But this is not how science describes reality. Science says the world is full of electromagnetic radiation, air pressure waves, and chemicals in our air and water. The nonbiological world of science is pitch dark, silent, tasteless, and odorless. Our bodies detect only a minuscule part of the full spectrum of electromagnetic radiation. As our brain resonates with this physical reality, our mind interprets this limited aspect of the spectrum into the "light and color" that represent such an important part of our reality. A snake can pick up other parts of the EM spectrum, i.e., infrared heat waves, and this is part of its reality and how it survives. It is our brains that translate the air pressure waves into what we call sound -- but it's only a very small part of the air pressure waves that we recognize. The high frequency sounds that a dog can hear are part of its reality but not ours. Likewise, the brain translates the tastes and smells into meaningful sensations.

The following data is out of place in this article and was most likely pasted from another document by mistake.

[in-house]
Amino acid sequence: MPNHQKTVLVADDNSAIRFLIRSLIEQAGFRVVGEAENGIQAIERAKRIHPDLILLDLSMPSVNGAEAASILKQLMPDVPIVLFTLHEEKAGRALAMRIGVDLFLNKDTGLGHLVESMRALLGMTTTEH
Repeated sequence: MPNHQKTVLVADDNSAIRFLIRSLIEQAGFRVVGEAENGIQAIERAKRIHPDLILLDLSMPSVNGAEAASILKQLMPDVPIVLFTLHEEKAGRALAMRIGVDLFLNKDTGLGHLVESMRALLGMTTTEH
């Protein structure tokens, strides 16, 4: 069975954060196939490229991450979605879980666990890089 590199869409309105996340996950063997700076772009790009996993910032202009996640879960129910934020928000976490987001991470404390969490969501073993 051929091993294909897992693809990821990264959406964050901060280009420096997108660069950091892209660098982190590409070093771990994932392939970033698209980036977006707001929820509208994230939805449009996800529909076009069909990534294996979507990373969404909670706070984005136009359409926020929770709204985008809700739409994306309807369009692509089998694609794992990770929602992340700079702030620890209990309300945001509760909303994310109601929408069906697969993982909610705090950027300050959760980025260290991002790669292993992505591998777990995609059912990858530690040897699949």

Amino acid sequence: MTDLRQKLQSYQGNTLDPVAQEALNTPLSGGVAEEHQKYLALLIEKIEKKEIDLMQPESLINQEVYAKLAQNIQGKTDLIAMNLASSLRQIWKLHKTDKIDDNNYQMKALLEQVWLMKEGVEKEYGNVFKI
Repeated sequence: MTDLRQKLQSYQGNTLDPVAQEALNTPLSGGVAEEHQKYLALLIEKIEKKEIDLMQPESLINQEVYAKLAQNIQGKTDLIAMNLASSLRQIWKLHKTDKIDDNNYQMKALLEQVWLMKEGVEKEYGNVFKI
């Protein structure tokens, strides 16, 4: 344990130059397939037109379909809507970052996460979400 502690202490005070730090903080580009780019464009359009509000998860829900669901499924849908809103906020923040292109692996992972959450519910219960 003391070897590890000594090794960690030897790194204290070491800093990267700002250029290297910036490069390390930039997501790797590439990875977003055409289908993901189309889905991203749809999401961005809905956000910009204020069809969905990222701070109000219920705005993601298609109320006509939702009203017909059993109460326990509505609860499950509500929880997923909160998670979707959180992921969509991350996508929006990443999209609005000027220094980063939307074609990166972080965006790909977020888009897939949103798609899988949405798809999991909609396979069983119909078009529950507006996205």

We impose structure on our physical world. Our conscious world is a grand illusion! We make our own reality and it is a nonlinear representation of the energy/matter "out there". Our brains constitute an active filter and a discriminant amplifier of what science says is out there (Johnston, 1999). For example, we possess a mechanism for color constancy that compensates for variations in incident radiation. We perceive the leaf as always green regardless of the lighting. The same compensation exists for size and shape, and even for sound as many optical illusions have demonstrated (Shepard, 1990).

However, most brain researchers still hold to a cherished belief that our visual brains are logically organized, analytical machines that provide a neural blueprint for interpreting images. New research by Dr. Dale Purves, Chairman of the Department of Neurobiology at Duke University, and his colleagues are challenging this view. Their five years of meticulous experiments with the enigma of optical illusions have lead to a new theory of the brain on how our minds perceive the visual world (Purves,, 2000).